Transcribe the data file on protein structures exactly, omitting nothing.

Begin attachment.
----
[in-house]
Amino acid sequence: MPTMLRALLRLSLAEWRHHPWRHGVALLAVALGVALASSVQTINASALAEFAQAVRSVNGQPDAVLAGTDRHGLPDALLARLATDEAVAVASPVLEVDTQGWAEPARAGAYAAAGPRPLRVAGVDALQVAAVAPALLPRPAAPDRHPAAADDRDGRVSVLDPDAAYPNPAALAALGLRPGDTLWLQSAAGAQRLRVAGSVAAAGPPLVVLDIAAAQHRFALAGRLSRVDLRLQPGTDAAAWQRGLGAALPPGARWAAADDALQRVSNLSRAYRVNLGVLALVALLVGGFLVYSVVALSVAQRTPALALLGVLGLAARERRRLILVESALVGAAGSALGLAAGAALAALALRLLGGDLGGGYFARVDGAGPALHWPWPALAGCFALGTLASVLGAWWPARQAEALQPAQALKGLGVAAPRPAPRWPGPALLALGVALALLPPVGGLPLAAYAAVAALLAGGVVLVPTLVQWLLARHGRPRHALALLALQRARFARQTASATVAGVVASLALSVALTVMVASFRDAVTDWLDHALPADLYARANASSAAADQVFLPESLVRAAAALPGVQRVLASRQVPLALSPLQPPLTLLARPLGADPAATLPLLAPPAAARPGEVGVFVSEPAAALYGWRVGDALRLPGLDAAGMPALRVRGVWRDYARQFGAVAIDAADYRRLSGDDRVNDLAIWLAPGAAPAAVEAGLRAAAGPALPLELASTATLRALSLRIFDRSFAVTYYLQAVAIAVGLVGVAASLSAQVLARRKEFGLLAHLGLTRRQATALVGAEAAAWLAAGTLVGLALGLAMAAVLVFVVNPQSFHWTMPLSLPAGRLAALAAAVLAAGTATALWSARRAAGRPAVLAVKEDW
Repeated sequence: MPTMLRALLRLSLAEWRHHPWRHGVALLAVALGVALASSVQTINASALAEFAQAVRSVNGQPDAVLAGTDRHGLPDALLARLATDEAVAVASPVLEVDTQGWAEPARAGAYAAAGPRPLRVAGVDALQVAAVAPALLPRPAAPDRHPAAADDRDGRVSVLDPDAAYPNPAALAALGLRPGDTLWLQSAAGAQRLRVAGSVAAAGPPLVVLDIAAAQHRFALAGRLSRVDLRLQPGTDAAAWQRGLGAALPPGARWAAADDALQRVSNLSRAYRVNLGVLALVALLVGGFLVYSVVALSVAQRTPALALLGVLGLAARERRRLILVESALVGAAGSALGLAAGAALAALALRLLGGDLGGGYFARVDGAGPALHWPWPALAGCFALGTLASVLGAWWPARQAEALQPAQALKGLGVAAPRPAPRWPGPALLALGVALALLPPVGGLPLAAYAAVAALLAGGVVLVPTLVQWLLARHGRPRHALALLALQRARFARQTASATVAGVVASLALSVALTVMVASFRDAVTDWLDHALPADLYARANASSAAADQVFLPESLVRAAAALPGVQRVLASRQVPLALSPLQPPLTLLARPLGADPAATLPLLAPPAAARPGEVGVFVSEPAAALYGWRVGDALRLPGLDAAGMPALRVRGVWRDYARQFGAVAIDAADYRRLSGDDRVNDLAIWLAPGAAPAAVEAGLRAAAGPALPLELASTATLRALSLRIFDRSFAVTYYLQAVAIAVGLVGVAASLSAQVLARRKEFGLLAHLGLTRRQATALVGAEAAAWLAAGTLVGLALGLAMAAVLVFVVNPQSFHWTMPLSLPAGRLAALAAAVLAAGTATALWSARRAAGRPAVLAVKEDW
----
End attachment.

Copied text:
[in-house]
Amino acid sequence: MPTMLRALLRLSLAEWRHHPWRHGVALLAVALGVALASSVQTINASALAEFAQAVRSVNGQPDAVLAGTDRHGLPDALLARLATDEAVAVASPVLEVDTQGWAEPARAGAYAAAGPRPLRVAGVDALQVAAVAPALLPRPAAPDRHPAAADDRDGRVSVLDPDAAYPNPAALAALGLRPGDTLWLQSAAGAQRLRVAGSVAAAGPPLVVLDIAAAQHRFALAGRLSRVDLRLQPGTDAAAWQRGLGAALPPGARWAAADDALQRVSNLSRAYRVNLGVLALVALLVGGFLVYSVVALSVAQRTPALALLGVLGLAARERRRLILVESALVGAAGSALGLAAGAALAALALRLLGGDLGGGYFARVDGAGPALHWPWPALAGCFALGTLASVLGAWWPARQAEALQPAQALKGLGVAAPRPAPRWPGPALLALGVALALLPPVGGLPLAAYAAVAALLAGGVVLVPTLVQWLLARHGRPRHALALLALQRARFARQTASATVAGVVASLALSVALTVMVASFRDAVTDWLDHALPADLYARANASSAAADQVFLPESLVRAAAALPGVQRVLASRQVPLALSPLQPPLTLLARPLGADPAATLPLLAPPAAARPGEVGVFVSEPAAALYGWRVGDALRLPGLDAAGMPALRVRGVWRDYARQFGAVAIDAADYRRLSGDDRVNDLAIWLAPGAAPAAVEAGLRAAAGPALPLELASTATLRALSLRIFDRSFAVTYYLQAVAIAVGLVGVAASLSAQVLARRKEFGLLAHLGLTRRQATALVGAEAAAWLAAGTLVGLALGLAMAAVLVFVVNPQSFHWTMPLSLPAGRLAALAAAVLAAGTATALWSARRAAGRPAVLAVKEDW
Repeated sequence: MPTMLRALLRLSLAEWRHHPWRHGVALLAVALGVALASSVQTINASALAEFAQAVRSVNGQPDAVLAGTDRHGLPDALLARLATDEAVAVASPVLEVDTQGWAEPARAGAYAAAGPRPLRVAGVDALQVAAVAPALLPRPAAPDRHPAAADDRDGRVSVLDPDAAYPNPAALAALGLRPGDTLWLQSAAGAQRLRVAGSVAAAGPPLVVLDIAAAQHRFALAGRLSRVDLRLQPGTDAAAWQRGLGAALPPGARWAAADDALQRVSNLSRAYRVNLGVLALVALLVGGFLVYSVVALSVAQRTPALALLGVLGLAARERRRLILVESALVGAAGSALGLAAGAALAALALRLLGGDLGGGYFARVDGAGPALHWPWPALAGCFALGTLASVLGAWWPARQAEALQPAQALKGLGVAAPRPAPRWPGPALLALGVALALLPPVGGLPLAAYAAVAALLAGGVVLVPTLVQWLLARHGRPRHALALLALQRARFARQTASATVAGVVASLALSVALTVMVASFRDAVTDWLDHALPADLYARANASSAAADQVFLPESLVRAAAALPGVQRVLASRQVPLALSPLQPPLTLLARPLGADPAATLPLLAPPAAARPGEVGVFVSEPAAALYGWRVGDALRLPGLDAAGMPALRVRGVWRDYARQFGAVAIDAADYRRLSGDDRVNDLAIWLAPGAAPAAVEAGLRAAAGPALPLELASTATLRALSLRIFDRSFAVTYYLQAVAIAVGLVGVAASLSAQVLARRKEFGLLAHLGLTRRQATALVGAEAAAWLAAGTLVGLALGLAMAAVLVFVVNPQSFHWTMPLSLPAGRLAALAAAVLAAGTATALWSARRAAGRPAVLAVKEDW